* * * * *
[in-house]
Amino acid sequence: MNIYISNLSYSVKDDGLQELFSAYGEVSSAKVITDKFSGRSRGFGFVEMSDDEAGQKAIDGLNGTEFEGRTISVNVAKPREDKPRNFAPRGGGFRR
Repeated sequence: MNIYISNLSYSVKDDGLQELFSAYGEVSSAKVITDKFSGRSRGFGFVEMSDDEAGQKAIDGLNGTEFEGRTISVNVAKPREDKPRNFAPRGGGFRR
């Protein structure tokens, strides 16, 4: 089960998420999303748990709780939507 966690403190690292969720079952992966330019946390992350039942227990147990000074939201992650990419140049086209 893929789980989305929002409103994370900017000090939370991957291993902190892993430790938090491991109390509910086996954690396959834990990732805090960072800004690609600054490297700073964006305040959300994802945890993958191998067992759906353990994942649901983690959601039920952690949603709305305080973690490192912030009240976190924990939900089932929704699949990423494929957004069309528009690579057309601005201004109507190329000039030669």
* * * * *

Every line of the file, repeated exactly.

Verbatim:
[in-house]
Amino acid sequence: MNIYISNLSYSVKDDGLQELFSAYGEVSSAKVITDKFSGRSRGFGFVEMSDDEAGQKAIDGLNGTEFEGRTISVNVAKPREDKPRNFAPRGGGFRR
Repeated sequence: MNIYISNLSYSVKDDGLQELFSAYGEVSSAKVITDKFSGRSRGFGFVEMSDDEAGQKAIDGLNGTEFEGRTISVNVAKPREDKPRNFAPRGGGFRR
């Protein structure tokens, strides 16, 4: 089960998420999303748990709780939507 966690403190690292969720079952992966330019946390992350039942227990147990000074939201992650990419140049086209 893929789980989305929002409103994370900017000090939370991957291993902190892993430790938090491991109390509910086996954690396959834990990732805090960072800004690609600054490297700073964006305040959300994802945890993958191998067992759906353990994942649901983690959601039920952690949603709305305080973690490192912030009240976190924990939900089932929704699949990423494929957004069309528009690579057309601005201004109507190329000039030669």